Lets consider a situation when basis of interaction allows ending of a discrete event for receiving external data with a zero timeout. This is used, in particular, to implement a logical expression of kind & quot-if at the current moment there was an external event X we should do one thing else another one& quot-. Such kind of expressions are widely used in behaviour modelling when using synchronous basis.
In the considered case results of a simulation really depends on the order of execution of discrete events which are scheduled to the same simulation time. In other words, some messages from one to another model component can be non-deterministically delayed. Obviously, simulation that allows such case cannot be used for accurate analysis of latency and other timing characteristics of models.
Basis can be changed in the following way to not to allow this. Behaviour model have to set a delta — positive time which is the minimal time to wait before the next event can arise — each time the external events are processed. The problem of using of such basis can raise when such delta have to be null or depends on external data. In that case delta cannot be given correctly.
One more problem of this basis was discovered. The problem is that the code of behaviour model have to manage external data in the order of their coming. This is not always possible (or, at least, convenient) because sometimes component have to manage some concrete data to make a decision. This leads a basis to have methods for incoming data filtering.
2) Asynchronous interaction: An asynchronous basis is an alternative to a synchronous one. The behaviour model have to react somehow to an external data in the very moment it comes. But still, one of the variant of such reaction is ignoring.
It is important that a model represented in such basis is not linear. This leads a rethinking of what the component behaviour model is. Also it influences on an internal state of a component.
It is stated that any model represented in a synchronous basis can be represented in an asynchronous one. This means that the class of possible behaviours described in an asynchronous basic is not smaller (and, in fact, bigger) that class of synchronous ones.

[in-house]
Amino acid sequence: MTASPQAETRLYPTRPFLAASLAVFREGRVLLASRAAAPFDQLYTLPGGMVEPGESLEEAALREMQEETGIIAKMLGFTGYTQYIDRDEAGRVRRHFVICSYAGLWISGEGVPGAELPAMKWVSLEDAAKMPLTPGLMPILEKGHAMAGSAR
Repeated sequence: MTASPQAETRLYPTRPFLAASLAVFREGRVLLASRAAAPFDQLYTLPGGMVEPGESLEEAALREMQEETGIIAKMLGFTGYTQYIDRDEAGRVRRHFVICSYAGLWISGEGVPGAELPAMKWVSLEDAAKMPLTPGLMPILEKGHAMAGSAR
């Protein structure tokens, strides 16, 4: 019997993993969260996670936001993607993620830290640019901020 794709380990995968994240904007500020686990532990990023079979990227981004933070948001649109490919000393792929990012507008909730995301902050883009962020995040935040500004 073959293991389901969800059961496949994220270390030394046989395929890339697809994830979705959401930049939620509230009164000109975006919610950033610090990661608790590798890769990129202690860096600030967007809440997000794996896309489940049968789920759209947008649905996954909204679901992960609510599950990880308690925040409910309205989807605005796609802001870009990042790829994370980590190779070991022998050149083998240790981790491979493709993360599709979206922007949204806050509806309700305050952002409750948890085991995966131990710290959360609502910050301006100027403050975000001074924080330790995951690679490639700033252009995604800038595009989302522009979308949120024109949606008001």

Such basis allows to consider all incoming data and to interrogate other components each moment of time. This makes behaviour modelling much easier comparing to the synchronous approach.
Fig. 1. Threaded approach on a single node
Ability of interrogation allows to model a continuous process initiation in an easy way. One component can initiate a continuous process in another component and is able to retrieve a result of this process as soon as it finishes.
Thus, asynchronous basis contains the following actions list:
• non-blocking data sending to some other model component-
• notification a simulator about the end of the current discrete event with beginning of the next event starting not later than the given moment of time-
• interrogation of the internal state of other component or initiation of a continuous process in it (in that case the current discrete event ending is also performed).
Simulator providing such basis is harder to implement in an effective way (comparing to the synchronous one). Nevertheless, the class of behaviours that can be modelled becomes adequate to requirements. That’s why is was decided to use the asynchronous basis.
B. Execution architecture
It is important to consider that program model code execution have to be suspended at the end of discrete events to make other components to able to execute their own events at the same moment of the model time.
One of the simplest and obvious ways of organization of such alternating execution is the usage of a multiple threads. One thread is created for each component and they are suspended by a simulation system when a function of the end of discrete event is called. Thread is suspended until new event is raised for the corresponding component.
This approach is practical and pretty easy to implement. But it has some remarkable drawbacks.
One of them is that a behaviour model writer can easily create a deadlock. This situation can be preserved by using of some conventions for the behaviour model code but these conventions cannot be checked automatically by a simulation system.